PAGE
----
Debate: How will Jimmie Johnson’s final season go?

The 2020 season will mark Jimmie Johnson’s last in the NASCAR Cup Series.’s Alex Weaver and RJ Kraft debate their expectations for “Seven-Time.”

The 2020 NASCAR Cup Series season will mark Jimmie Johnson‘s final full-time campaign in the sport‘s top series. The sure-fire future NASCAR Hall of Famer announced the decision days after the end of the 2019 season — a season that saw him fail to reach the playoffs for the first time in his career.

The driver of the No. 48 Hendrick Motorsports Chevrolet has accomplished plenty: seven championships that put him in the same elite company as legends and Hall of Famers Richard Petty and Dale Earnhardt, 83 wins on his resume and the standard of greatness for an entire generation and perhaps, the entire sport.

But what will 2020 hold for Johnson? Will he be able to chase eight one final time?‘s Alex Weaver and RJ Kraft debate how the seven-time champion‘s swan-song season will go.

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KRAFT: As nice as a storybook Peyton Manning-John Elway like, walk-off title exit would be, I just don‘t find it realistic based on how the 48 camp has looked for the better part of three years. Johnson enters the 2020 season on a 95-race winless streak — 95?!? — a career-high for the seven-time champion. He has just nine top-five finishes in the past 108 races. To put that in greater context, between 2003 and 2016, the lowest number of top fives he had in a season was 11.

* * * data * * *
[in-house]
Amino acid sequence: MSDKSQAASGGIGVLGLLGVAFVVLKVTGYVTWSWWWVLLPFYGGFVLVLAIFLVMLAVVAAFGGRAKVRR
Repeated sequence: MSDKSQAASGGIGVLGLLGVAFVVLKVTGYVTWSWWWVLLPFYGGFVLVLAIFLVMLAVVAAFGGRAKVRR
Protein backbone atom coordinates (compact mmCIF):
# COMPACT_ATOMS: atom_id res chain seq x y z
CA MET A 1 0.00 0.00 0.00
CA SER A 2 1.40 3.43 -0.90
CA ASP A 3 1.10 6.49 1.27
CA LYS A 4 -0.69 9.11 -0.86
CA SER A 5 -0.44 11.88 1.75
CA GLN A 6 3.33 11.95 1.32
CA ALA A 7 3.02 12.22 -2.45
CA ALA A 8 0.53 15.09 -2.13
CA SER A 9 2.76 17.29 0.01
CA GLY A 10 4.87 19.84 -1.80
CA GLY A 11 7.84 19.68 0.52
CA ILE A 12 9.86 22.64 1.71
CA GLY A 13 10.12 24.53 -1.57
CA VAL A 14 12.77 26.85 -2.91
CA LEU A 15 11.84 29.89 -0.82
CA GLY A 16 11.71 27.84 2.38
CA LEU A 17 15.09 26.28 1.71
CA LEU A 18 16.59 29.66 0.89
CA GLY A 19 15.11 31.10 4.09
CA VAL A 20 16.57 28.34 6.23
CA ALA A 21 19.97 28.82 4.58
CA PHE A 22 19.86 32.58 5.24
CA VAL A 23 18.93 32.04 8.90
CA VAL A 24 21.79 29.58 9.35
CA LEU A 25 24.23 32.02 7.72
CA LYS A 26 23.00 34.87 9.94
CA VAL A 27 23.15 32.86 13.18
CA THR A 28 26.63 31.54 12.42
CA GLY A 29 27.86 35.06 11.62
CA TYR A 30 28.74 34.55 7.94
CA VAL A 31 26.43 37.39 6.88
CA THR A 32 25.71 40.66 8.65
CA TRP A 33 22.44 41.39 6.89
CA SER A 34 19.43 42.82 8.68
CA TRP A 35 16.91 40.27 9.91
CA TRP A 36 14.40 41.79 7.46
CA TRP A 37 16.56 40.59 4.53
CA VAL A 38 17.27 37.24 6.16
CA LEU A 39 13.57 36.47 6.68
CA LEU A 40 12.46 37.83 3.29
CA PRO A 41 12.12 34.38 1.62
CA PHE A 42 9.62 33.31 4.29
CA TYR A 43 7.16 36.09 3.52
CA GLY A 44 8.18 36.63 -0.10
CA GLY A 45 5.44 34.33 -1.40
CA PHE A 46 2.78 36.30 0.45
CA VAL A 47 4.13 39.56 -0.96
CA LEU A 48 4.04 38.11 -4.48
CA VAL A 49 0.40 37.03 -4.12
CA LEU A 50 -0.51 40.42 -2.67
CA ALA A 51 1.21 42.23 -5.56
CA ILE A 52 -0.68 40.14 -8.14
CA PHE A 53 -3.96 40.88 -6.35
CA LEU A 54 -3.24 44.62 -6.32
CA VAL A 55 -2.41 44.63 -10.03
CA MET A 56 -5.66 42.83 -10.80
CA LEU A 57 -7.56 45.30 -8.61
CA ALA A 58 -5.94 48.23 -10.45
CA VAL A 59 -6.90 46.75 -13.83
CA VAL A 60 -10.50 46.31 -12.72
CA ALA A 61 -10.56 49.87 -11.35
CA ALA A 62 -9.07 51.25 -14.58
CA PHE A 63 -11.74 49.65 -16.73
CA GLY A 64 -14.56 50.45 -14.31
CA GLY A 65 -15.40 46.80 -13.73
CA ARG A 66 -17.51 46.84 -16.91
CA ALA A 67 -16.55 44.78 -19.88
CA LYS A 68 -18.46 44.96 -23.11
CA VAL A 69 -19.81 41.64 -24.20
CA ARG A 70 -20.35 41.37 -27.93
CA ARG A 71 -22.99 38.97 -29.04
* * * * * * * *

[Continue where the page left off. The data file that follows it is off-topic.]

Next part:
While the recent numbers are far from flattering, hope is far from lost and I’m not throwing dirt on his grave. Hendrick seemed to turn a corner as a whole in the summer, and there was speed there under Cliff Daniels, who took over the No. 48 team midseason. Johnson also seems motivated to not go out with a whimper with final season success very much an energizing factor.

I don‘t see this as a title season for Johnson, but he is absolutely one of the 16 best drivers for the upcoming season. When I gaze into my crystal ball, I see a return to the playoffs, at least six top fives and 250 laps led and a return to Victory Lane — likely at Dover International Speedway (in the spring) for a record 12th time.

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WEAVER: Well, everyone talks about loving a storybook ending but they never actually believe it will happen. I‘m not one of those people. Jimmie Johnson, in my book, is the greatest this sport has ever seen. Seven championships in the top national series is a feat I don‘t believe anybody will ever accomplish again.

Yes, the 48 team struggled last year, but I also know Johnson is a competitor to the highest magnitude — he ran the Boston Marathon for crying out loud! The struggle of 2019 set him up to complete a comeback for the ages. You mean to tell me we’re counting out a guy who has 83 wins and seven championships because of one season where his team couldn‘t put a race together? Not in my storybook. Did we believe Tiger Woods would win again? Yes, and that 2019 Masters green jacket fits like a glove. Did we count Peyton Manning out? Tell your answer to his Super Bowl 50 trophy.

Hendrick knows this is the final year with the California native. The early announcement not only allowed fans to get a full season of appreciating Johnson and his accomplishments but for Hendrick to be in position to put all resources and effort into making it a successful outing for the driver who has filled the organization’s trophy room.

I think the season will start slow but turn to see Johnson win his first race at Indianapolis Motor Speedway in July. He’ll then go on to win two or more races in the playoffs and ultimately secure the 2020 championship. Pin this article, so when he‘s holding that eighth championship, I can say: Final chapter, complete.